The contrast between the real and the imaginary can easily turn into a self-serving contradiction. The multi-colored cake on the porch of the house is too comical, as is the dancing lady and another representative of this circle who talks about sex with aggressive cynicism and gesticulation. This episode is neither satirical, nor grotesque, and it contradicts what the behavior of Etero’s character, who is often surrounded by purple lights and shadows, tries to consistently assert: she has the right to exist in a micro-space of freedom and peace. Despite the fact that Eka Chavleishvili’s work itself really arouses interest in this regard and, due to the fact of a number of restrained assessments, the scheme of its artistic characterization still follows a very simple, naturalistic logic, it cannot be mistaken and asks questions: the episode about an imaginary tragic death is interesting, dramaturgically and artistically sharp. Its compositionally full setup (meaning this episode) is intense. Instead, this fear, primal and evil instinct, well and dynamically moving, in this very episode seems to die, with its interesting aesthetics, and its place is taken by a fake image of a conventionally insignificant and unexpressive world. This is the main artistic inconsistency, which makes us lose the feeling of a unified artistic fabric, and the second, no less grotesque, are the details in the nakedness of the main character - those nuances brought forward during bathing, at rest or when a woman wakes up, which do not say anything in particular, nor do they add anything concrete to her general mood except for one - as if on the desire to establish less interesting aesthetics. This desire itself would be natural, if not for a simple question: does all this leave a natural feeling of artistic fullness and interest?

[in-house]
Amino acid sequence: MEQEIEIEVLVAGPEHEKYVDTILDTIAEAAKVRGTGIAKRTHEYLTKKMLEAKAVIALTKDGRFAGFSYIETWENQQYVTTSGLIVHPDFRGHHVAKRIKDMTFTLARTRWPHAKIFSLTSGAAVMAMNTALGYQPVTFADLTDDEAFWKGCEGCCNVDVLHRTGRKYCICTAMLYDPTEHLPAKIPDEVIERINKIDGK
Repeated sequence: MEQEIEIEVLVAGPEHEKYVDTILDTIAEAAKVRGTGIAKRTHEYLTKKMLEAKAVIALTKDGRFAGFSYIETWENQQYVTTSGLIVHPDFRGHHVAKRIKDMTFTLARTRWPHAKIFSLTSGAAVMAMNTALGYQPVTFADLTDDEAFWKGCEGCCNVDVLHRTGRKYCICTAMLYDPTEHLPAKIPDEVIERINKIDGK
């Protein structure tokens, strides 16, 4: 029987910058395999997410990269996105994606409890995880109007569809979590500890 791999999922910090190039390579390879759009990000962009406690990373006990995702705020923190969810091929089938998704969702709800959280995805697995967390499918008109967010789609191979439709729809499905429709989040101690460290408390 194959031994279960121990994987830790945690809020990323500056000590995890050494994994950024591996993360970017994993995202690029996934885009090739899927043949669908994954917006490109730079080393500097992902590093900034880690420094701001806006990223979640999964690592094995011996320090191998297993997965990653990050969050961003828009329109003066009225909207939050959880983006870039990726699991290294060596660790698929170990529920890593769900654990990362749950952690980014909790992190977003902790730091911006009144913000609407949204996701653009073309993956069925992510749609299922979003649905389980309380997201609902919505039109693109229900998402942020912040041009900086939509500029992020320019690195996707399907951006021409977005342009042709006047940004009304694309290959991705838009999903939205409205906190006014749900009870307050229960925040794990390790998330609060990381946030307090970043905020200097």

The desire to oppose the existing norms of being or even the norms of being intensified by the imagination does not yet mean the desire to oppose all events and ways of life, where the non-conformity is not the thought, but the distorted, less interesting form of the embodiment of the thought. The tried-and-true aesthetics, presented many times in artistic trends or author cinema, brought to the point of naturalism, are justified if they are considered in an artistically full conceptual way.
The first thing that is naturally heard and born in relation to a film or a work is freedom, the completely natural and the only natural motive, which is the main thing in the dramaturgical-artistic beginning of a film. It is another matter to what extent this spontaneity of heroes who are interested in freedom or becoming freedom is visible. Neither boldness (which, of course, should be noted), nor artistic interpretation of any topic, even a taboo one, can become a problem, and no one disputes this. It is debatable to oneself and in the process of perception, how naturally and how interestingly the topic is interpreted.
Etero’s or any other character’s life cannot be tragic or, on the contrary, full of happiness just because being full of other attitudes and longing for freedom, she does not recognize any stereotype of life. Both the problem and the unacceptability are in her fears – which, by the way, caused the most interest and unfortunately could not be developed as a motive, as an artistic dynamic of behavior and events.
To the eternally relevant question, is there anything that "can't" be shown on the screen, the eternally simple answer "awakens" too: showing, imagining, expressing, everything is possible! It depends on who does it, why and how.